Your truly Affectionate Mother
C.D.
Yesterday was the day fixed for the Dear Amiable Lydia Downing Bowles to give her hand to Mr James Fripp, I am sure you will join us in wishing them all happiness



6. Catherine Chambers: Letter to a friend, Jan 1801.
Liveing Archive 149a-b LT13
A copy transcribed by her daughter Maria Knottesford nee Downing

Transcribed from a letter written by my excellent mother to a friend in January 1801 two or three months after the departure of her only son my brother George Downing.

. . . . . Sure I was that you would feel for us under the late trying dispensation of Providence sharp indeed it is, but blessed be our God who supported us under it and made us submissive to his holy will, giving us a deep sense that it was his hand who is only wise and merciful and to whom it becomes us to submit with silent resignation.
Our very tenderly beloved George was the joy of our eyes and the pride of our hearts but as his heavenly Father saw fit to remove him from this veil of sorrow and sin, our grief
Page 2
is only selfish on his account as we have just reason to trust, he is now unspeakably happy What could my most tender maternal feelings wish for him more than what he is now enjoying He is not lost but shall be raised in a more perfect and glorified Body. Why then should I murmur under the anguish my heart sometimes feels for the loss of such a Son?
No, I will bless my God for all his goodness to such an unworthy creature as I am and more truly desire to praise him more in love him better . . . . .



7. Gentleman's Magazine: Transcription of an article on death of Catherine, 18 Dec 1802.
Liveing Archive 150a-b LT13

At the College at Ely, died, the wife of the Rev George Downing, Prebendary of that Cathedral.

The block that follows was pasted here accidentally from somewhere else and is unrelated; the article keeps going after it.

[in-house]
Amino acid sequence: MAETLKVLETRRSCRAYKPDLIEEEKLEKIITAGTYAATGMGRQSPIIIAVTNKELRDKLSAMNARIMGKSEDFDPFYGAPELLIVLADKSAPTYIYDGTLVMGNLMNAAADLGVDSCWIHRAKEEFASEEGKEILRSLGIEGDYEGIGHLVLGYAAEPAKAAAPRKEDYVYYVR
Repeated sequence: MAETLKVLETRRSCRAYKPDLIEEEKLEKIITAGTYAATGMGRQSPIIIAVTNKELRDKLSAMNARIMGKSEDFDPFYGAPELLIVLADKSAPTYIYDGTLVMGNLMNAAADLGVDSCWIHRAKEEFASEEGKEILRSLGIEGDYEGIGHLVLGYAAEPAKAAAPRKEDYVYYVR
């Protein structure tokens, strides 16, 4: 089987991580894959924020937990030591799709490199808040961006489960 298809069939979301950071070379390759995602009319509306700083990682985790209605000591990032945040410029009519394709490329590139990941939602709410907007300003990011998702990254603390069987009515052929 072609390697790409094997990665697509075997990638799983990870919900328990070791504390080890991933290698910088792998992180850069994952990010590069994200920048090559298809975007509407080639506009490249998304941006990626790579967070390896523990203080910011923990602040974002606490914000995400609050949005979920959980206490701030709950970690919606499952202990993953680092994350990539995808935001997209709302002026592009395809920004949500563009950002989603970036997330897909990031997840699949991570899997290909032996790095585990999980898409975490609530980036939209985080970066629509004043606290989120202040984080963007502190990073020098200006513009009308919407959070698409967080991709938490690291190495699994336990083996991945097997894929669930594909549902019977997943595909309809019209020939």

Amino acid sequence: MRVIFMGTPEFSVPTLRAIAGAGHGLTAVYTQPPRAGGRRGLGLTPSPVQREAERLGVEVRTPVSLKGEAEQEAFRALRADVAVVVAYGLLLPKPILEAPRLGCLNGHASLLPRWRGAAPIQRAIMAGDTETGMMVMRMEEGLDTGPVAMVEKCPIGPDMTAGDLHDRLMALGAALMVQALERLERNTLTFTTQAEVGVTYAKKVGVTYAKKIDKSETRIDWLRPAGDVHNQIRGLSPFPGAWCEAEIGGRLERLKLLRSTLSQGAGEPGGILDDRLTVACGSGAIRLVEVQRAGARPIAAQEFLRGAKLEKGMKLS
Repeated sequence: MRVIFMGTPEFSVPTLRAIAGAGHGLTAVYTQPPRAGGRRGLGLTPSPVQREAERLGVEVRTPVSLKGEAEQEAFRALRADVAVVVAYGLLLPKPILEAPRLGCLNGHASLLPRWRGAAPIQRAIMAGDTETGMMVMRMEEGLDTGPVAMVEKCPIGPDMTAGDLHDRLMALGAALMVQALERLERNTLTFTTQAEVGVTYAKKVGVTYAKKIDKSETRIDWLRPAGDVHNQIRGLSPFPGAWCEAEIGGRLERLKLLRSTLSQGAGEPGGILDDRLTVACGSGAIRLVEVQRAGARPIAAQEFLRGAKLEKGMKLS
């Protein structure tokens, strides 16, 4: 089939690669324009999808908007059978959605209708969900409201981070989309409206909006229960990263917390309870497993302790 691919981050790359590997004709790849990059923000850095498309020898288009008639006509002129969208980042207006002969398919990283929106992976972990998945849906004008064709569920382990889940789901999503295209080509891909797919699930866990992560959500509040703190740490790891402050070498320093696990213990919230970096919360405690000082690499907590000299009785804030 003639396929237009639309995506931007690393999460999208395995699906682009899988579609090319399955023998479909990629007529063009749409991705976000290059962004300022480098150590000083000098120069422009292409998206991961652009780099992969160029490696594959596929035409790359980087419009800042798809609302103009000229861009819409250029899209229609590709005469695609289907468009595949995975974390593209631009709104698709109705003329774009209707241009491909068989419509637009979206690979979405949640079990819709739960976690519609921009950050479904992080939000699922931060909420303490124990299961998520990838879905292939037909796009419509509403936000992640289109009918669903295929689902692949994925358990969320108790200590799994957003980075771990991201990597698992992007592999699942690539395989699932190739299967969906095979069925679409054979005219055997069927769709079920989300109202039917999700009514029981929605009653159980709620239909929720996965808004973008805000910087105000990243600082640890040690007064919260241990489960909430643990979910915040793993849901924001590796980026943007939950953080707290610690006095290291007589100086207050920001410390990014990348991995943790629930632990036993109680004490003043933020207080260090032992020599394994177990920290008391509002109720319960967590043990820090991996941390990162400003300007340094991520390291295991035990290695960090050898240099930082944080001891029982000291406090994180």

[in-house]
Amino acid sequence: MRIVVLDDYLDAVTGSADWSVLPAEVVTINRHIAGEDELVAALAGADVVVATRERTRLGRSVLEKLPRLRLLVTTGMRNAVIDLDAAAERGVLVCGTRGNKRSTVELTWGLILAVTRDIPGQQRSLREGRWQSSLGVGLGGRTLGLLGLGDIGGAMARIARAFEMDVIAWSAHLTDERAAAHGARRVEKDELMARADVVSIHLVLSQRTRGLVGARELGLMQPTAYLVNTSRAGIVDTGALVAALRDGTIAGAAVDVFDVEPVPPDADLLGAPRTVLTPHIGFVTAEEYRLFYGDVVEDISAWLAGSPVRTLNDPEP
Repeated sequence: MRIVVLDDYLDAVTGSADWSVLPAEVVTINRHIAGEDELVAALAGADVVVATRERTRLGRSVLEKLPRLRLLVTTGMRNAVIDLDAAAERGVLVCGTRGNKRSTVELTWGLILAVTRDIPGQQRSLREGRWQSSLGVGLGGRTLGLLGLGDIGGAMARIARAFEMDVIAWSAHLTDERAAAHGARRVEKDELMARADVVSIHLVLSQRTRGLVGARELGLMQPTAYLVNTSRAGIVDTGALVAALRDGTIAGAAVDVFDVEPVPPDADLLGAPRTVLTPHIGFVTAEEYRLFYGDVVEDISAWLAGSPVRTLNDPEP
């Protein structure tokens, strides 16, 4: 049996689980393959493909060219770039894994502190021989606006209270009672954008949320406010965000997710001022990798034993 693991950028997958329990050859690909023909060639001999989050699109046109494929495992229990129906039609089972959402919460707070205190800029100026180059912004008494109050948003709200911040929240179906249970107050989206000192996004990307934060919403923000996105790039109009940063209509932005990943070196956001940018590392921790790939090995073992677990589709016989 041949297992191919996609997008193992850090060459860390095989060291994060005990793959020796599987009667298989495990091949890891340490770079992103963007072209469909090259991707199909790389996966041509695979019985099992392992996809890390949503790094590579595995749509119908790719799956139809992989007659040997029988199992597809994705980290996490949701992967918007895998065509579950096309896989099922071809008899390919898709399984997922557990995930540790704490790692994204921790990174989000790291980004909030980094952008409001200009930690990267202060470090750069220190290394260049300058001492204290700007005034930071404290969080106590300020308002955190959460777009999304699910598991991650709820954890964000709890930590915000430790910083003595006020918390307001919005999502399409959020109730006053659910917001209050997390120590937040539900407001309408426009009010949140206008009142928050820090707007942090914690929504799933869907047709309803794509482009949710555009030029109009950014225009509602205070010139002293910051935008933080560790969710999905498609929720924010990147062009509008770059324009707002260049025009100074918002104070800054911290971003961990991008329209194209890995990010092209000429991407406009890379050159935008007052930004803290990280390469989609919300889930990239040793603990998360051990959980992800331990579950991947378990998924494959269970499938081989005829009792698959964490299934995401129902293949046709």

This most excellent woman was, both in life and death, a bright example of the blessed effects of true Christianity, and will be long and deeply lamented by her affectionate and afflicted family and friends.
Catherine the deeply lamented wife of the Rev George Downing, Prebendary of Ely, and the tender and pious mother of five children, two of whom only have the misfortune to survive her, died at his prebendal home.
Her constitution habitually frail, sunk under the pressure of severe domestic trials; but to adopt the language of a late able writer, Mrs Downing "with the weakness of a woman had all the fortitude of a man, I mean a Christian".
After having mourned the dissolution of some of the nearest ties which can bind the human heart to earth, Mrs Downing's maternal tenderness was powerfully awakened by the almost sudden death of her beloved and only son, who fell a sacrifice to his active exertions, towards quelling the scandalous riots of September 1800; and this heavy affliction was followed by another equally so, the loss of an amiable and beloved daughter, whom grief for the death of her brother, brought to an early grave in July 1802, at Clifton near Bristol, where she had been sent for the recovery of her health.


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Catherine married Rev George DOWNING [508] [MRIN: 78], son of Dickson DOWNING [510] and Bridget BALDWIN [511], on 17 Jul 1758 in St James Westminster London. (Rev George DOWNING [508] was born about 1727, died on 24 Jul 1809 and was buried in Ovington ESS.)